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Learn About Your Watershed

Little Manatee River Watershed

  • Overview
  • Restoration News
  • Watershed Maps
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Image of Little Manatee River winds through Hillsborough County to Tampa Bay.
Little Manatee River winds through Hillsborough County to Tampa Bay.

Watershed Stats

Size of Basin: 222 square miles

Counties: Manatee and Hillsborough Counties

Major Towns: Sun City, Ruskin, Palmetto, Parrish, and Wimauma

Major Water Features:
Little Manatee River, South Fork, North Fork, Lake Wimauma, Carlton Lake, and Lake Parrish


The Little Manatee River watershed extends from eastern Tampa Bay to the southeastern corner of Hillsborough County. Originating in a swampy area east of Fort Lonesome in southeastern Hillsborough County, it flows generally westward for about 32 miles towards its discharge point into Tampa Bay near Ruskin. At the headwaters, near Fort Lonesome, the river channel flows down a relatively steep gradient that eventually flattens out in the middle and lower reaches.

The Little Manatee River has 18 major tributaries. South Fork, located almost entirely in northeast Manatee County, is the largest, followed by North Fork. Both of these join the river about 22 miles above its mouth.

Image of Little Manatee River is designated as an Outstanding Florida Water.
Little Manatee River is designated as an Outstanding Florida Water.

The principal natural lakes in the watershed are Lake Wimauma and Carlton Lake. Lake Parrish is a man-made reservoir covering 6,000 acres, constructed just downstream from where the South Fork joins the Little Manatee River. The watershed also contains numerous intermittent, shallow ponds.

The watershed is largely undeveloped-particularly the eastern portion-compared with other areas draining to Tampa Bay. In 1995, urban development comprised about 10 percent of the watershed, while 63 percent was used for agriculture. In the western quarter, near the coast, urban development is prevalent in a north-south band and in areas near the major north-south transportation corridors (i.e., Interstate 75 and U.S. 301). Small urban areas such as Sun City, Ruskin, Palmetto, Parrish, and Wimauma are supported by local agriculture. Agricultural activities include citrus, dairy operations, row crops, and aquaculture.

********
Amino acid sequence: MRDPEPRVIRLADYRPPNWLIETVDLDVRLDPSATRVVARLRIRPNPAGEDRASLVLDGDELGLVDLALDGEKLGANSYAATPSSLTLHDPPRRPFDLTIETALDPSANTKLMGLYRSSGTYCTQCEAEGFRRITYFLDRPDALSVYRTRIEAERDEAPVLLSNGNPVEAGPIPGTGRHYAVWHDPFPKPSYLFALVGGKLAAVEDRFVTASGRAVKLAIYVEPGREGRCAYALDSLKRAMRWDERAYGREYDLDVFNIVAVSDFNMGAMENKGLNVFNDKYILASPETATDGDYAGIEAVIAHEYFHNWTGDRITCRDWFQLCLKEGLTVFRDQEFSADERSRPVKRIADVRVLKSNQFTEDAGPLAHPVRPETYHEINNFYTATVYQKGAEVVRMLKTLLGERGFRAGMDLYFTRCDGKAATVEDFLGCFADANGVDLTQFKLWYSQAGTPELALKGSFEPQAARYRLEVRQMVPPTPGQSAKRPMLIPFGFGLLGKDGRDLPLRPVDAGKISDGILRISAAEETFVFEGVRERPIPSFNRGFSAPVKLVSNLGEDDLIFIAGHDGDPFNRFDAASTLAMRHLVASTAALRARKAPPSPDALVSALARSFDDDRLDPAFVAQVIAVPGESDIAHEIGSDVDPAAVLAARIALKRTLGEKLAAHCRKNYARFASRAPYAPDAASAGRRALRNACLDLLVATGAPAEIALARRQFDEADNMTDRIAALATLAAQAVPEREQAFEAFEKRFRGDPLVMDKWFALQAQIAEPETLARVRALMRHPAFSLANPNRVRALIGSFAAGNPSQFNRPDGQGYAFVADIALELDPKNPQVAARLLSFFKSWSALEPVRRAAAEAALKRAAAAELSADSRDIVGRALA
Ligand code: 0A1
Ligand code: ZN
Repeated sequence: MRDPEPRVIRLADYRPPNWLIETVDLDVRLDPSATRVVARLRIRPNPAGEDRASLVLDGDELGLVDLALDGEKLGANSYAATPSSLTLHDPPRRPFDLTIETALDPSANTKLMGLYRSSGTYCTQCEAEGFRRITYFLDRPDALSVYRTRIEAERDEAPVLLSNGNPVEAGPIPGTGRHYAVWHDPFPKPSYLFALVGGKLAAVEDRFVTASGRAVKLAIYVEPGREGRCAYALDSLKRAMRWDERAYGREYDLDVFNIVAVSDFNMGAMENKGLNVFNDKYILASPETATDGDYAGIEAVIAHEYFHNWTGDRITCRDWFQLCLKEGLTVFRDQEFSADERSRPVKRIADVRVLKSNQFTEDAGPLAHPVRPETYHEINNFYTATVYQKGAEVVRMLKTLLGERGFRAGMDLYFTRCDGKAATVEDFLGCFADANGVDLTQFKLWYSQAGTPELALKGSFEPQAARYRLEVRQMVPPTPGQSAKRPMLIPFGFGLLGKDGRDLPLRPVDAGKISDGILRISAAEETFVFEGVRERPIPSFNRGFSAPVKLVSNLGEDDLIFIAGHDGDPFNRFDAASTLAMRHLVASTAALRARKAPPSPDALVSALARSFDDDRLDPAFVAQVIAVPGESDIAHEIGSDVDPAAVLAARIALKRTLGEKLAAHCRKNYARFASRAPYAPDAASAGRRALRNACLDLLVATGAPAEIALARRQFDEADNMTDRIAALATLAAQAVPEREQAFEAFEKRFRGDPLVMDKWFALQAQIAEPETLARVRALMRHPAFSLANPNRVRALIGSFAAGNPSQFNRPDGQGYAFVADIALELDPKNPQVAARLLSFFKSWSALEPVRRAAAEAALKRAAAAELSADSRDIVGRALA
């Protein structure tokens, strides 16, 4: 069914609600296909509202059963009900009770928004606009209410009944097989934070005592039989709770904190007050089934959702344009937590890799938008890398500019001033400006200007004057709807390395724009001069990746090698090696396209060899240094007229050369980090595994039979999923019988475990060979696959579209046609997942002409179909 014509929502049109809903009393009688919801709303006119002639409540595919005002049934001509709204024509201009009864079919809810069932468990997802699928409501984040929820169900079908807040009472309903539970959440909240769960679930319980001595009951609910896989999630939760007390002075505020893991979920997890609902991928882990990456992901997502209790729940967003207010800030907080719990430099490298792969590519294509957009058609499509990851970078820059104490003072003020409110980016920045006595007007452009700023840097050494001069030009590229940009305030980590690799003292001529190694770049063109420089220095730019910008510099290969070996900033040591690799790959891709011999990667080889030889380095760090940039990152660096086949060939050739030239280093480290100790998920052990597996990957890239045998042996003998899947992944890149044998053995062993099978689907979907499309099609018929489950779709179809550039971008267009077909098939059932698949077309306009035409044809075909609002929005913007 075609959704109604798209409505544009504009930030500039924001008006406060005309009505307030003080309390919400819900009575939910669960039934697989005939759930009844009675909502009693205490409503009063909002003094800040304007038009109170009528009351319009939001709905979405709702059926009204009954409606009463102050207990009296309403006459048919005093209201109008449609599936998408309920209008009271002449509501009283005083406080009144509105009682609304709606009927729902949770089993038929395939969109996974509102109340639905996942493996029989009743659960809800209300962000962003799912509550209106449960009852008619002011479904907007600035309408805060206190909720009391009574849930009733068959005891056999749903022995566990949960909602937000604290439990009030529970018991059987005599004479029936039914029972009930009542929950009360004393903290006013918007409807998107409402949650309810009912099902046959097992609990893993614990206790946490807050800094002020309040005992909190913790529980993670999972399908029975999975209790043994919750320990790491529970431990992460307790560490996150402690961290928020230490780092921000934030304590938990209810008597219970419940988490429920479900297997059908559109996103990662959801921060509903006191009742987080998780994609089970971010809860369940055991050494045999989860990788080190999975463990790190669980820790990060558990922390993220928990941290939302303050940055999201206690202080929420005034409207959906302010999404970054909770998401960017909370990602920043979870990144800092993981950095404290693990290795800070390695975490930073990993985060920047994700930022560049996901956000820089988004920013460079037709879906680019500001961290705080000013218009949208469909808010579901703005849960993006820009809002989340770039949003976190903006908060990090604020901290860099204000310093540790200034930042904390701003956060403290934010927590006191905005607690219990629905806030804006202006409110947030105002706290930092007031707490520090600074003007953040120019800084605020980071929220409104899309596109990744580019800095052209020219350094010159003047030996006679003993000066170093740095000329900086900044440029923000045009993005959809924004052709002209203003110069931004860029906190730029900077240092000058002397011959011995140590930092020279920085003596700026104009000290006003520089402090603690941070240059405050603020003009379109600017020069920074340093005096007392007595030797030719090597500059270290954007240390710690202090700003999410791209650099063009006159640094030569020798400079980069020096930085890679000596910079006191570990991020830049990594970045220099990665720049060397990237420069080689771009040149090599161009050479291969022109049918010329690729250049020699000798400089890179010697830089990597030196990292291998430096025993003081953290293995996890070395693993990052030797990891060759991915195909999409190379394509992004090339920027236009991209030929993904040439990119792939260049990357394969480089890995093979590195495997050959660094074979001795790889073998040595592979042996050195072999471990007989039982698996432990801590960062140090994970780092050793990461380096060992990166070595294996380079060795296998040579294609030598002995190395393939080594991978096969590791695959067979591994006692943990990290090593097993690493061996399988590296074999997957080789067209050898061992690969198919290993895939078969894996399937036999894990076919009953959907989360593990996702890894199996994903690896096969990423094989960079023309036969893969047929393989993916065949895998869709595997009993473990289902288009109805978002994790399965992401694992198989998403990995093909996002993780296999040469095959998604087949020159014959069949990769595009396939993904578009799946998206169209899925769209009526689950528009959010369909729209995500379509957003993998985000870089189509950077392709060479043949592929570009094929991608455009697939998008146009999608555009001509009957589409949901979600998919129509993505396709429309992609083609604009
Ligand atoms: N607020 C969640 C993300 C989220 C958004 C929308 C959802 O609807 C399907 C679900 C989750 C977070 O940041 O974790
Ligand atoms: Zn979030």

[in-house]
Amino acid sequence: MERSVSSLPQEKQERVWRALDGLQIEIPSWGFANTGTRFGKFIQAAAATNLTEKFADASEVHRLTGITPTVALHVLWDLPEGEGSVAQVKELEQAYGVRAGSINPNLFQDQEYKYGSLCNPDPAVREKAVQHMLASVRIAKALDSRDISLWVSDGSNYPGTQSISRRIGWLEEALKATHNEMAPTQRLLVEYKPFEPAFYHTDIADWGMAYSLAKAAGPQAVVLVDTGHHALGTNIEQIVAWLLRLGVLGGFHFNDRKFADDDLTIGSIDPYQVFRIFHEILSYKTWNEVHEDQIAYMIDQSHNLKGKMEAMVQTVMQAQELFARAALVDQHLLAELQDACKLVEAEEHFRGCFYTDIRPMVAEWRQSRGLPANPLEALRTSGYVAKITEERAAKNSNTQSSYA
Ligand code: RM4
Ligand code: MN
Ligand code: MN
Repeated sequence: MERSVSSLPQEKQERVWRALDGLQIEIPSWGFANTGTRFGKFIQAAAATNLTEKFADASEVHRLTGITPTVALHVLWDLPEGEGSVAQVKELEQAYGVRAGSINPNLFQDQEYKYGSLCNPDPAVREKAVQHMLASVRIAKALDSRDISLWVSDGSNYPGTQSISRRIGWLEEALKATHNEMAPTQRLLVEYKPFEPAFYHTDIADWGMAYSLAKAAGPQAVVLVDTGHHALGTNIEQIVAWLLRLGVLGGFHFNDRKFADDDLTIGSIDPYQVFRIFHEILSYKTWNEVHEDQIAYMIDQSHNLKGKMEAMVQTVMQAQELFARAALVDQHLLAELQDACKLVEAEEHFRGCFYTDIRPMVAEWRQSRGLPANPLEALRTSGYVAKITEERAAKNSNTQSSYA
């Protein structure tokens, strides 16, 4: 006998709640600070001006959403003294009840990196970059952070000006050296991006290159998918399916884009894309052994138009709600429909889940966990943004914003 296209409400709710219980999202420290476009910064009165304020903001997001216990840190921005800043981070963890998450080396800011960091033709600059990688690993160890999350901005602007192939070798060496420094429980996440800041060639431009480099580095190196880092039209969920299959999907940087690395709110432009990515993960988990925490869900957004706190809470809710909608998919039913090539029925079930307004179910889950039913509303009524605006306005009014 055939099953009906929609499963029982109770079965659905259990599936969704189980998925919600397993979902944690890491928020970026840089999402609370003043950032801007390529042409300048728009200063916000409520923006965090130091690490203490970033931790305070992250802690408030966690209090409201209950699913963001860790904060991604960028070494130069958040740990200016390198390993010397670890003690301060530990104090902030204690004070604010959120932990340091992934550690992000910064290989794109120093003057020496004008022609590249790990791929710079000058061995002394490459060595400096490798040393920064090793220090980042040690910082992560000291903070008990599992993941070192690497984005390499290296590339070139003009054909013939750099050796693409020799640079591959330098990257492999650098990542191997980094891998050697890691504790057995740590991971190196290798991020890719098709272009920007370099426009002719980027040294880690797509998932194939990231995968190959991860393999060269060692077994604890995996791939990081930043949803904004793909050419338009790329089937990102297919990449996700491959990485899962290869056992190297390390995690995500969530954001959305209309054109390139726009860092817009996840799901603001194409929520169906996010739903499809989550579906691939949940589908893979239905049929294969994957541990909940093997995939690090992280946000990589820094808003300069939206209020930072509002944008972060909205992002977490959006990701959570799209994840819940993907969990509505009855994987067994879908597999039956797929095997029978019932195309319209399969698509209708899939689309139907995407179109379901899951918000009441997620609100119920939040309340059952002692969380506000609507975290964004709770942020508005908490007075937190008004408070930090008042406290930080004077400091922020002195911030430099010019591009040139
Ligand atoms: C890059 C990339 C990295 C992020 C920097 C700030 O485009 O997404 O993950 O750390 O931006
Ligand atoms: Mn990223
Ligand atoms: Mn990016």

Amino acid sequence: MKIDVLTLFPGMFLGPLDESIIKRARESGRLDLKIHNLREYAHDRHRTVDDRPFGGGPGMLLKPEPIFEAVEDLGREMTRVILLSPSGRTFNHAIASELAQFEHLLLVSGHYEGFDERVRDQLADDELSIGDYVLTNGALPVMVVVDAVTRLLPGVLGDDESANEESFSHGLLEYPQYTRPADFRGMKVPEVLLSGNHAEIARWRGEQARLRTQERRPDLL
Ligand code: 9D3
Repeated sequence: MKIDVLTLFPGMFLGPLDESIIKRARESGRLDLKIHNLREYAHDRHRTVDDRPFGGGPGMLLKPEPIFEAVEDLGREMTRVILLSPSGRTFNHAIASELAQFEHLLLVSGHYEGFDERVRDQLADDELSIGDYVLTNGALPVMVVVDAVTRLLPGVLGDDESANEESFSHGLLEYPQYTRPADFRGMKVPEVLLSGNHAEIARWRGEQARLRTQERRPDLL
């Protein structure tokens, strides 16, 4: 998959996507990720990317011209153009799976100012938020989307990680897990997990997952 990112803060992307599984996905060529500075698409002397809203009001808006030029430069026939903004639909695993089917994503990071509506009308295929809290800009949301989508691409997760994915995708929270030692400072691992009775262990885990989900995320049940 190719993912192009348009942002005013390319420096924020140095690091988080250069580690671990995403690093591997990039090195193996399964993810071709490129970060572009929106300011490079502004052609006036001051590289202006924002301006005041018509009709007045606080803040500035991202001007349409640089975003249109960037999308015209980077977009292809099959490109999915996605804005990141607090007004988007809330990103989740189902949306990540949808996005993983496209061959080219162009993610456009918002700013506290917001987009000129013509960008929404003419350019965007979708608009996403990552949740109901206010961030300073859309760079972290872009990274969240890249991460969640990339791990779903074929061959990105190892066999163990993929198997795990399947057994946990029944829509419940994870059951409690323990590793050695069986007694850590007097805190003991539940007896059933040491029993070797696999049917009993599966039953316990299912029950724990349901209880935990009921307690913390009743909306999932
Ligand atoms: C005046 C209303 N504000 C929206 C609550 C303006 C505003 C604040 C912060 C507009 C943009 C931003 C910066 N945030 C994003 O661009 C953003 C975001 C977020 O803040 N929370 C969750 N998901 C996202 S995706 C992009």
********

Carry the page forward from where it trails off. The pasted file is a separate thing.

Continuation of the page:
In the eastern half of the watershed, the phosphate industry has large holdings that are either being mined or slated for mining in the near future. Areas of past, current, and future mining include the headwaters region of the Little Manatee River along the North Fork and the vicinity of the South Fork in Manatee County.

The rest of the watershed contains large expanses of undeveloped swamps and uplands. These lands are the most prevalent along the riverine corridors, including the North and South Forks up to the headwaters. In 1995, natural lands (i.e., upland forests and wetlands) comprised 26 percent of the total acreage. Water quality in the river's headwaters and the South Fork is the least affected in the watershed, corresponding to higher percentages of land in native land covers and pasture/rangeland, instead of citrus and row crops.

The Little Manatee River and Lake Manatee State Recreation Area are designated as an Outstanding Florida Water. Another feature of interest is the Little Manatee River State Park.

Human Impacts

Currently, about one-third of the Little Manatee River watershed's historical ecosystem remains, with almost two-thirds developed to some extent. Habitat loss, alteration, and fragmentation are the most critical threats throughout the watershed. Existing and proposed development (industrial, agricultural, suburban, and urban) will continue to be major agents of change. Phosphate mining continues to expand outward from the central Florida region into unmined areas of the watershed. Although agricultural activity is projected to remain constant, urbanization is projected to increase, meaning that natural areas will become smaller and/or fewer in number compared with present acreages.

Elevated nutrient and bacteria levels in the watershed are caused by runoff from agriculture (citrus and row crops) and rangelands in the upper river reaches; and agriculture, septic tanks, package wastewater treatment plants, and fish farms in the downstream reaches of the Little Manatee River. The highest loadings of total nitrogen (TN) originate in the North Fork drainage area, where agricultural land use is most extensive.

Pieces of black plastic sheeting, used extensively in row crop operations (e.g., strawberries and tomatoes) to stabilize beds and reduce the use of agricultural chemicals, end up in tributaries to the Little Manatee River or the river itself. The plastic can eventually be carried to estuarine portions of the river before drifting into Tampa Bay, and can entangle or be consumed by wildlife.

In recognition of these impacts, DEP, the SWFWMD, and local governmental, scientific, educational, and citizen organizations are working to develop strategies for protecting and restoring water quality in the Little Manatee River watershed.

Interesting Facts:

  • Lake Parrish was built by Florida Power and Light Corporation for power plant cooling.
  • Fort Lonesome was never a fort but is thought to be the site of an agricultural station set up in 1929 to inspect fruit from south Florida during a Mediterranean fruit fly outbreak. One of the inspectors reportedly hung a sign that said, "Fort Lonesome."
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